Environment and Humanitarian Action: Country Study Haiti

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Executive Summary

The Environment and Humanitarian Action (EHA) – Haiti country study is one in a series of country-level studies that assess the extent to which environmental concerns have been mainstreamed in humanitarian action. In addition, the study aims to provide operational guidance and advice to humanitarian actors, including government, and lessons learned to improve environmental mainstreaming. In April 2015, OCHA and UNEP, supported by Groupe URD, undertook a mission to Haiti to look at environmental mainstreaming in the humanitarian response to floods, tropical storms, hurricanes and mainly on the aftermath of the 2010 earthquake.

The study shows that immediately after the disaster, the environment was put under stress due to the procurement of material to construct emergency shelter, which exacerbated ongoing deforestation in Haiti. Eventually transitional shelter initiatives increased demand for gravel and sand and the expansion of often times unregulated quarrying which accelerated ongoing topsoil and river bank erosion increasing the likelihood of landslides. This illustrates that failing to include environmental considerations in humanitarian response undermines the main purposes of humanitarian action: to save lives and reduce vulnerability to disasters and increase resilience. However, positive changes were noted in Early Recovery and Shelter clusters. Environmental considerations were addressed in their consecutive initiatives focusing on debris management and procurement of certified timber from legal and sustainable sources for the construction of transitional shelters.

Four important lessons for improved environmental mainstreaming were identified:

- The earlier, the better: provision and deployment of dedicated resources at the early stages of a response pays its dividend throughout the response cycle. The timely funding and carrying out of rapid environmental assessments along with the deployment of environmental field advisors and dedicated UNEP presence are identified as good practices.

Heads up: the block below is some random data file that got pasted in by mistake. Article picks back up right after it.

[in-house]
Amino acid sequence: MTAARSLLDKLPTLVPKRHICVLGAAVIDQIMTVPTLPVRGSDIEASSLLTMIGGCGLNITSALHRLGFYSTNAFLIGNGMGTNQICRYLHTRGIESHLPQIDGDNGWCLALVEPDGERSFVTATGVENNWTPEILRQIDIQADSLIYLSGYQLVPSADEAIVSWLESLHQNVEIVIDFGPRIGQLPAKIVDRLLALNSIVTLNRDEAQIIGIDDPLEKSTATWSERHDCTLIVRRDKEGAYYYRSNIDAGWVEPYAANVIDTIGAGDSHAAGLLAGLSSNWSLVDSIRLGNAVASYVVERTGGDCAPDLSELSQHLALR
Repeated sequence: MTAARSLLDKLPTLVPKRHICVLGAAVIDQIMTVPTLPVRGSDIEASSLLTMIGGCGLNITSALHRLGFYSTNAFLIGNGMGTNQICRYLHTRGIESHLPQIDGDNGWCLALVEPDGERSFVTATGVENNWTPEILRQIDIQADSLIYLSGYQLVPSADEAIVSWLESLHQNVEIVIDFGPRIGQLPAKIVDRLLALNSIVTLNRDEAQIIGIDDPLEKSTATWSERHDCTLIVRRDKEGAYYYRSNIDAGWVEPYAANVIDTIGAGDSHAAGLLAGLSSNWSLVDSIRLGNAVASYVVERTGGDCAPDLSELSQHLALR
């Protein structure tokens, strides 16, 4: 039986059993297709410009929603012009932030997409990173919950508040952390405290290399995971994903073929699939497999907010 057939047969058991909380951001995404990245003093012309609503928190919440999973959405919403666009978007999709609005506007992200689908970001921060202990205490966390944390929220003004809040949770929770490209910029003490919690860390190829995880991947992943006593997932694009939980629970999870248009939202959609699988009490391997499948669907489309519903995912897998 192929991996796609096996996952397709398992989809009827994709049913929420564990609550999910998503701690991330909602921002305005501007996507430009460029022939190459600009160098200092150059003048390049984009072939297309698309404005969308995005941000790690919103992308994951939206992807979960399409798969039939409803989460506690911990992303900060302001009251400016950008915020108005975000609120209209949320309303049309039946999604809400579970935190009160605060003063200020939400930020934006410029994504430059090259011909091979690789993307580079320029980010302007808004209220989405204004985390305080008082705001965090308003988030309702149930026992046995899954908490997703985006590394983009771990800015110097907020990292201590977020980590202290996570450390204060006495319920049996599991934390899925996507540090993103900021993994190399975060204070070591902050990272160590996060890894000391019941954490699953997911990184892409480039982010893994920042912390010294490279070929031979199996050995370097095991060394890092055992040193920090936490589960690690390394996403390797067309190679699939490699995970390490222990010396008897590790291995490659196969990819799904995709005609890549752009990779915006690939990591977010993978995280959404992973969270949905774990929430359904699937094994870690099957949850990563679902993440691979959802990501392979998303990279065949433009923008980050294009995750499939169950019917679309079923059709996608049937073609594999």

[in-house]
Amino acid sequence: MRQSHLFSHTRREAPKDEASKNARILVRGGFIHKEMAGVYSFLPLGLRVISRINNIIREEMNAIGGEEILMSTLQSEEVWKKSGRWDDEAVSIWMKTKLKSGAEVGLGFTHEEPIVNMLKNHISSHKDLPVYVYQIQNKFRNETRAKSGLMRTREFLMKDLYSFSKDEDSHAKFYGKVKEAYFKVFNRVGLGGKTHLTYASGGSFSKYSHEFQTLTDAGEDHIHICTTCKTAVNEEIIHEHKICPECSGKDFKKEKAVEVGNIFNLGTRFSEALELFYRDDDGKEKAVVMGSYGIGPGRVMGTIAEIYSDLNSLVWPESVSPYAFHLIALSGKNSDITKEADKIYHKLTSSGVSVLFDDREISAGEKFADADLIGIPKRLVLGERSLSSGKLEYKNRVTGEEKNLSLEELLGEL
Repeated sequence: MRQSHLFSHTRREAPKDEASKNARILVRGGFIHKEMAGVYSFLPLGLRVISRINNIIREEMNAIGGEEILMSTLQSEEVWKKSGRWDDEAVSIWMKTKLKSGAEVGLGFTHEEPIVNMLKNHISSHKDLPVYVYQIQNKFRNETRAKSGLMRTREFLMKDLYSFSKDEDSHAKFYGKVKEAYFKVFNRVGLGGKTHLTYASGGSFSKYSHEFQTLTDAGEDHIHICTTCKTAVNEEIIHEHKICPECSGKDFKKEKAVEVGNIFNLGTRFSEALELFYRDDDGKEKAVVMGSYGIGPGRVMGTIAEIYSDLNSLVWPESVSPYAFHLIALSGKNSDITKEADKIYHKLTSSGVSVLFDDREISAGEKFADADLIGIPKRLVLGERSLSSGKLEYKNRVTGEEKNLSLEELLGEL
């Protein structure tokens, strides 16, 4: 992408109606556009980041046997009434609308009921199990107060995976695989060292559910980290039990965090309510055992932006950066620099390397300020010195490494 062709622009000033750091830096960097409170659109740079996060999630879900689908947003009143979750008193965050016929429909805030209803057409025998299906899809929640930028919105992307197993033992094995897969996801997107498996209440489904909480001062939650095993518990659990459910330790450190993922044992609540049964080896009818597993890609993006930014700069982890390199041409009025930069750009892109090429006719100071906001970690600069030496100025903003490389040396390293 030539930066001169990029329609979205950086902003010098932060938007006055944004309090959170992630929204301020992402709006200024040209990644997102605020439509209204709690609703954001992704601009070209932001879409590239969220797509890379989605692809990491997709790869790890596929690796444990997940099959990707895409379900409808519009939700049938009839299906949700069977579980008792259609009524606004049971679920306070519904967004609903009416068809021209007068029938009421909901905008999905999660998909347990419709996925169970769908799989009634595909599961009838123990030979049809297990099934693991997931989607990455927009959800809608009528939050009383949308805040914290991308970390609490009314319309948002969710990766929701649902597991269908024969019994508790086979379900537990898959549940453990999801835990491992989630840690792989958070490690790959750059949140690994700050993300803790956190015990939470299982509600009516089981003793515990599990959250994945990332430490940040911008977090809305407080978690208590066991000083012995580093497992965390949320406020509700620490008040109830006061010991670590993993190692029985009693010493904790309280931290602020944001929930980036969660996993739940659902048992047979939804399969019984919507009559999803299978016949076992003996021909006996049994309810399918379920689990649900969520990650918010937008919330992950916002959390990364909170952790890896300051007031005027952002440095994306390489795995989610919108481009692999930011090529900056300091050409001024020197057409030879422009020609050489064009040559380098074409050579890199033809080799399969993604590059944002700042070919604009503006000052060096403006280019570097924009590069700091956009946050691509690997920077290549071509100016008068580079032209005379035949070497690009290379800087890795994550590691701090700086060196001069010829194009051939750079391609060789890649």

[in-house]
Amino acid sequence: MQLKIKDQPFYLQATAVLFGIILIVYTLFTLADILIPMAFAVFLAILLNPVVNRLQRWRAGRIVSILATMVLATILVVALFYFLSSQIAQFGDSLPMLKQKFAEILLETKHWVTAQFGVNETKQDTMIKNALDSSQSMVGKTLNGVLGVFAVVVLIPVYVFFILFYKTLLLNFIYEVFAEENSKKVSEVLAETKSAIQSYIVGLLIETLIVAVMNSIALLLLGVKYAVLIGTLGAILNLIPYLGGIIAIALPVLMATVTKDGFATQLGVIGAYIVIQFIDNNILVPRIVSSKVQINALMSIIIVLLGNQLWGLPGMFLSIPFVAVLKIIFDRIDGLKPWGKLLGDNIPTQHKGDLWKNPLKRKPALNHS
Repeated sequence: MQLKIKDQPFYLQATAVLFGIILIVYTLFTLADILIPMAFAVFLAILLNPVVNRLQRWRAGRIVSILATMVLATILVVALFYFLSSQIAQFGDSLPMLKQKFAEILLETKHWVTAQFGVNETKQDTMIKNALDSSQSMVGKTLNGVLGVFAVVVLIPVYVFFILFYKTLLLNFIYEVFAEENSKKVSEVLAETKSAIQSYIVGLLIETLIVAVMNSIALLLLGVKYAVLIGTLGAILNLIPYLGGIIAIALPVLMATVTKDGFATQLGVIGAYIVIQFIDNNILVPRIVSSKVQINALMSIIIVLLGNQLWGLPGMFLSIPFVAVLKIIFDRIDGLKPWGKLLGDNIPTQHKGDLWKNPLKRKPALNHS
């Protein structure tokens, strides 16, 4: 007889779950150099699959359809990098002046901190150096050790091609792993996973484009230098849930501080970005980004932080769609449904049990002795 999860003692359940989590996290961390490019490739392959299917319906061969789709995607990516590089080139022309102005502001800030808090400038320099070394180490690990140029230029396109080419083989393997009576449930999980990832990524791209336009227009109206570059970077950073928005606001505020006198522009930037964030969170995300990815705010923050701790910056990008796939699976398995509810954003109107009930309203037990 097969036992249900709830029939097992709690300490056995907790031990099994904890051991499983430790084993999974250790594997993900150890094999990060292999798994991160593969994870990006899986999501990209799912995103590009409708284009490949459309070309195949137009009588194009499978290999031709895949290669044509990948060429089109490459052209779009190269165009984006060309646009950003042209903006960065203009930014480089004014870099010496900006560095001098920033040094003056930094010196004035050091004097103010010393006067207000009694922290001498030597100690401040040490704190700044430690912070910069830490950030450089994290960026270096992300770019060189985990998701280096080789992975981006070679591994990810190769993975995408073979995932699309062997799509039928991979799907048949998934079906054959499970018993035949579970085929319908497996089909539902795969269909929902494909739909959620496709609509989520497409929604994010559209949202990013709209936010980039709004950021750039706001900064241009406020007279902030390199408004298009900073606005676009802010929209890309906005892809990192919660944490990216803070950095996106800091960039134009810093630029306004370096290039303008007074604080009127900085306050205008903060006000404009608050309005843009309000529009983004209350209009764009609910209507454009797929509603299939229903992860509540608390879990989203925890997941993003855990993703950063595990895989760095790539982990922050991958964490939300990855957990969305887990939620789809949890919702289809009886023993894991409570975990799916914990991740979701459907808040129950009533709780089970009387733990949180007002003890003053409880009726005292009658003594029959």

- Commitment to continuous improvement: undertaking and applying lessons from previous disasters were applied by partners and environmental experts, including the use of existing environmental mainstreaming tools and best practices.

- Need for long term vision: environmental considerations in the response phase should be linked to broader disaster risk reduction and environmental sustainability objectives. This will help to bridge the gap between humanitarian and development phases. The early recovery cluster can serve as a good starting and entry point for this.

- Mainstream environment into humanitarian financing: the Emergency Response Relief Fund for Haiti provided initial funding for the integration of environmental concerns into emergency relief response, however, a number of key clusters lacked the resources to employ dedicated environment expertise.

The disaster profile of Haiti provides, unfortunately, ample opportunity to continuously improve the performance of environmental mainstreaming in humanitarian response plans. It is hoped that this study contributes to the ultimate aim of both humanitarian and development actors to increase the resilience of the Haitian people to withstand the shocks they will continue to face, especially in the face of climate change.

UN Office for the Coordination of Humanitarian Affairs
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